Five years ago, a running buddy and I were rounding Central Park’s loop when I blurted out, in utter defeat, “I’ll never pay off my debt.”
I thought nothing of striding six miles, but couldn’t imagine ever triumphing over my grad school loans and maxed-out credit cards. I felt overwhelmed and hopelessly tamped down by mounting expenses.
“You can, and you will,” said my friend. “Stop thinking of this as a mountain to climb. Start chipping away, little by little.”
That day, buoyed by her words, I bought a little notebook that changed my life. In it, I scribbled down all the scary numbers and faced the hard facts. It gave me exactly what I needed—a starting point.
When I received a letter in the mail two years later, confirming that I’d paid off a $26,000 loan, pride washed over me. What’s more, I had deleted all $12,000 of plastics debt and even plunked $10,000 into a mutual fund. What had kept me from doing it earlier? It wasn’t the debt itself—it was my misguided thoughts about money.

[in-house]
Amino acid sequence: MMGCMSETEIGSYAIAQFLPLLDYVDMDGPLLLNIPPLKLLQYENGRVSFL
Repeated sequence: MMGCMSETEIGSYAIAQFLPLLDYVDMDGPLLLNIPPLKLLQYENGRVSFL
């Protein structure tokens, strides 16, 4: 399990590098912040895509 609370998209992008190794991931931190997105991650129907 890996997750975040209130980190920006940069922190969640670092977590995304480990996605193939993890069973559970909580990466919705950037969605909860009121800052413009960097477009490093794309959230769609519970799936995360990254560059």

I slowly replaced my paralyzing refrains with productive thoughts, and so can you. To figure out the best way to rescript your brain for positive, actionable thinking, we asked St. John, along with two other experts, to highlight seven toxic money thoughts you should replace today.
1. ‘I’ll never be rich.’
Why It’s Destructive: ”I’ve heard this belief countless times,” says St. John. This kind of thinking is harmful, he explains, because your beliefs guide your actions and, as such, become true. Say it and believe it and you will be forever saddled with debt. You won’t be disciplined enough to manage your finances and get ahead. Ultimately you’ll feel—and stay—stuck. “It’s straight-up self-sabotage,” he says pointedly.
What to Say Instead: “I’m reliable and hard-working, and I will be rewarded with prosperity.”
Why It Works: The point is, you can only be as wealthy as you believe you can be, and there’s no reason, if you work hard, that you won’t get there.
But, adds St. John, you also need to decide what “rich” means to you. Does it mean having an emergency fund big enough to cover a potential disaster? Does it mean saving enough for retirement that you won’t have to worry? By putting good habits in place now, you’ll set yourself up to build wealth, and keep it.
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And if you don’t believe you can be rich, simply having more cash won’t change that. “Money acts like a magnifying glass,” says St. John. “Having money doesn’t change anything—it reveals everything.” By believing you’re worthy of wealth, you’re off to the right start.